So you think you need . . . An appendectomy

Surgical removal of the appendix, or appendectomy, is the most common operation in the West (BMJ, 2002; 325: 505-6): 6-8 per cent of Britons and North Americans will undergo the operation in their lifetime. Generally considered a safe and standard procedure, it is frequently unnecessary and more dangerous than doctors would have us believe.

The appendix is a short, finger-shaped tube attached to the large intestine in the lower right abdomen. As part of the lymphatic system, one of its functions is related to immunity.

When bowel contents become blocked (rarely by cancer), the trapped gut bacteria multiply, causing inflammation. If left untreated, it can lead to abscess and perforation (rupture), causing peritonitis, a serious infection which can result in gangrene and, rarely, death.

The emergency removal of an appendix can save a life, but doctors tend to take a surgery-first, questions-later approach, which means that appendicitis is also the most frequently misdiagnosed medical condition. There’s a lot of evidence showing that 15-29.6 per cent of all appendices removed are actually normal (Eur J Surg, 2000; 166: 796-802). This means that, in the UK, some 5500-11,000 operations were not necessary.

What doctors don’t tell you
This is a serious problem when you consider that the side-effects of an unnecessary appendectomy can be fatal to some age groups.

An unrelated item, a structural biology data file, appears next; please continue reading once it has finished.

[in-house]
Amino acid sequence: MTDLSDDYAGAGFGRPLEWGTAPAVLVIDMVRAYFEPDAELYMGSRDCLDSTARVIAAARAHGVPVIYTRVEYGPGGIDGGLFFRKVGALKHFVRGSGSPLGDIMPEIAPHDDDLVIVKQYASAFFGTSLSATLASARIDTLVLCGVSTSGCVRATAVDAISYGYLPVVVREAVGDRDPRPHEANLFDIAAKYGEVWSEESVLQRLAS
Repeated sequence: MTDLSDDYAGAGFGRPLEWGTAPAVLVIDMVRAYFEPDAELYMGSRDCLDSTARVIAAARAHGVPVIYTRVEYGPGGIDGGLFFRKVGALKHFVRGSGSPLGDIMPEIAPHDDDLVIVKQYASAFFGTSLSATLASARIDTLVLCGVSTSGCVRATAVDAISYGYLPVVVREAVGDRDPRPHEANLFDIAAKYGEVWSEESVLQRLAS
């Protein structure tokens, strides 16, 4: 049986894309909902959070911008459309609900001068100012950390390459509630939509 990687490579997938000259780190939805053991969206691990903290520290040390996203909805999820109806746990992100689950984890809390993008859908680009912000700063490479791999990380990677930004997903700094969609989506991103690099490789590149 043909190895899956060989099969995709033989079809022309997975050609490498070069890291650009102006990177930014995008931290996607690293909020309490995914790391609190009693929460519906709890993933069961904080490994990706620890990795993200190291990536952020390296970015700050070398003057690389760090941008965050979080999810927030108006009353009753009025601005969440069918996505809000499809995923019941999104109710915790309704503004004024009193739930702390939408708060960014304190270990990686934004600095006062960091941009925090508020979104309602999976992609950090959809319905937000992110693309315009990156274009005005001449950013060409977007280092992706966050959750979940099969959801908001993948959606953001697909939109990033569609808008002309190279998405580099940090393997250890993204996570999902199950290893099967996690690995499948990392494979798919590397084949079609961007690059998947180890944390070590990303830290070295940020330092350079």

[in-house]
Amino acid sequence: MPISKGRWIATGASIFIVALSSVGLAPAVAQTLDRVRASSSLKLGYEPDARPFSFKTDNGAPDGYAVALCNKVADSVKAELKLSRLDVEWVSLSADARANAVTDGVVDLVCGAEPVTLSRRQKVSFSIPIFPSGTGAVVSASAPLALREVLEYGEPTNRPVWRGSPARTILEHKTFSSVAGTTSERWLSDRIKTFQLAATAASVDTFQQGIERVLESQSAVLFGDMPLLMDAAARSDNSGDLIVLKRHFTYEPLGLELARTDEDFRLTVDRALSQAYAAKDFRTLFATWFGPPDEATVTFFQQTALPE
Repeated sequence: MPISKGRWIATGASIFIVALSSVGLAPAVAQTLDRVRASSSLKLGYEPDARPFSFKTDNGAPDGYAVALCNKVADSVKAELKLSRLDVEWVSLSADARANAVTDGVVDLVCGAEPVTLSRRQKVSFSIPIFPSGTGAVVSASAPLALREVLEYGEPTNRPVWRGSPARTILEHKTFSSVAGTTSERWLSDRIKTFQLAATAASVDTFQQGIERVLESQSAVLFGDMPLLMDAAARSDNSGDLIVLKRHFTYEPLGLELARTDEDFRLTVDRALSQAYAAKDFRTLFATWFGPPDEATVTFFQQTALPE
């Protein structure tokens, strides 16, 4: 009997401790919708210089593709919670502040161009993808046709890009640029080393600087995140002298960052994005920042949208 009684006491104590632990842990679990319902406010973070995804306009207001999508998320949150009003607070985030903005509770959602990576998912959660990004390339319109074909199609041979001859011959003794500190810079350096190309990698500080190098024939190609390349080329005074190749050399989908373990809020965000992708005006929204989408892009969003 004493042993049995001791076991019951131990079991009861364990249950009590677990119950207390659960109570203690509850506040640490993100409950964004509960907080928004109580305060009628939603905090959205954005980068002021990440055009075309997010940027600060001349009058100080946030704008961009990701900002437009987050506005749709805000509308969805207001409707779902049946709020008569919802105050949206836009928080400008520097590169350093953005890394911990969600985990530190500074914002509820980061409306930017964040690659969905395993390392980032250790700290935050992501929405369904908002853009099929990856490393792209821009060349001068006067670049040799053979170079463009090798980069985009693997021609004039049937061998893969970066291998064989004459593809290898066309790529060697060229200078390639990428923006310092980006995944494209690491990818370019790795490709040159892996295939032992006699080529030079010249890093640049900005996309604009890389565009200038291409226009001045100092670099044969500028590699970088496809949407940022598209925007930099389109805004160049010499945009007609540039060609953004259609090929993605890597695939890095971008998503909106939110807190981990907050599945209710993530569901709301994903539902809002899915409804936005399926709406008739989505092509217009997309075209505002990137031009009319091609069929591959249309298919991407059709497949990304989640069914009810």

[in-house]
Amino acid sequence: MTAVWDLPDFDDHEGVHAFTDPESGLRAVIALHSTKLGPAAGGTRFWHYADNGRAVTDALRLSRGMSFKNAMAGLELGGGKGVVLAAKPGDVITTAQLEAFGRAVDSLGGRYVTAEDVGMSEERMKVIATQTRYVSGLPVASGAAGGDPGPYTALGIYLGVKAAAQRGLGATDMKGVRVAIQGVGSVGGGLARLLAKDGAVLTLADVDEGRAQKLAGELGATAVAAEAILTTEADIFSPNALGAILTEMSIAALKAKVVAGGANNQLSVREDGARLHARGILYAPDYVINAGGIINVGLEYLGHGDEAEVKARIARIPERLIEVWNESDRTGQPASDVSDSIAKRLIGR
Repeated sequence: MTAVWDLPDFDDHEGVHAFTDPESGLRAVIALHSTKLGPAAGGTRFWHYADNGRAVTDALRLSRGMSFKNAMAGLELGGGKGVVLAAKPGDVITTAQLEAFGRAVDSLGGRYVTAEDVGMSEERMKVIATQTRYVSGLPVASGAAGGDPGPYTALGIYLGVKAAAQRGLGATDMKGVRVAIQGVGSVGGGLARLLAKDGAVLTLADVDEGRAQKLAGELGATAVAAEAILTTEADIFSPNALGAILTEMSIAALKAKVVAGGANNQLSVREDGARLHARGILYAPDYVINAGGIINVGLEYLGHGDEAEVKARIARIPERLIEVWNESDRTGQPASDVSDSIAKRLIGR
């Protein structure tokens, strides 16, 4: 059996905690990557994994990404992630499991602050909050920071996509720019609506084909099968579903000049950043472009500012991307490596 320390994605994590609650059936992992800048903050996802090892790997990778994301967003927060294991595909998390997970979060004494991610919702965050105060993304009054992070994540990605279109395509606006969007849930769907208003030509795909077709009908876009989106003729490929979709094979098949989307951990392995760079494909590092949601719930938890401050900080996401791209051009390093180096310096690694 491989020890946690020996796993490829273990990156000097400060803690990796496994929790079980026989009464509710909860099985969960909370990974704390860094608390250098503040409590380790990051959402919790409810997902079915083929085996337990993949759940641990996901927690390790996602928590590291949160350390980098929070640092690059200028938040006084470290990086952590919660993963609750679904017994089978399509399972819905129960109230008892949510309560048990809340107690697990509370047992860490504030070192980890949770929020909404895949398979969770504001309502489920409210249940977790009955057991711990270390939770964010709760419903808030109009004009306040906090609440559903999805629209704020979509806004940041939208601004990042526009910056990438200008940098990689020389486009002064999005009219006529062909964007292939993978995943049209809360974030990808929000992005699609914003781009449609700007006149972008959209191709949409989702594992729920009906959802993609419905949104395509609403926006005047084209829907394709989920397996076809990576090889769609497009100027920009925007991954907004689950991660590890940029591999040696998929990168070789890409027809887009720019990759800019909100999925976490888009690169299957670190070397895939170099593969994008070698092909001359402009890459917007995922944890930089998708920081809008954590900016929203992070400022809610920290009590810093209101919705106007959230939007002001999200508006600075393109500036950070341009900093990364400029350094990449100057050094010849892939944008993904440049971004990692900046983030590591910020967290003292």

One study of 805 deaths in Scotland during 1953-1963 reported an overall death rate of 0.06 per cent due to unnecessary appendectomy (Lancet, 1966; ii: 1344-7).

Recent studies show a fatality rate of 2.44 patients per 1000 appendectomies (0.24 per cent) (Ann Surg, 2001; 233: 455-60) – or around 90 people a year in the UK, which is seven times more than the average among young children and the elderly. If a third of these operations were unnecessary, then almost 30 of these deaths each year were due to an operation they didn’t even need.

Removing an appendix can cause other life-threatening problems. A trial of 106,763 children undergoing appendectomy found that, 15 years later, there was a higher risk of stomach cancer, a borderline greater risk of non-Hodgkin’s lymphoma and a threefold increase in eye cancer (Pediatrics, 2003; 111: 1343-50).

Misdiagnosis occurs because of the variable size and location of the appendix, and because the symptoms of numerous other abdominal, pelvic, urinary and gynaecological problems mimic those of appendicitis. Women are especially prone to errors because their sexual organs are nearby. One report concluded that there was “too strong an emphasis on pain and tenderness, and too little attention paid to duration of symptoms and objective signs of inflammation” (Eur J Surg, 2000; 166: 796-802).

So, what are the symptoms of appendicitis? The first sign is usually pain and tenderness in the lower abdomen, usually accompanied by fever, vomiting and constipation. Other typical symptoms include diarrhoea, nausea, loss of appetite and the frequent passing of urine.

Preventing appendicitis
To reduce the risk of appendicitis, eat a high-fibre diet with lots of green vegetables (especially cabbage, cauliflower, peas, beans and brussels sprouts), and fresh or processed tomatoes (BMJ [Clin Res Ed], 1986; 292: 927-30).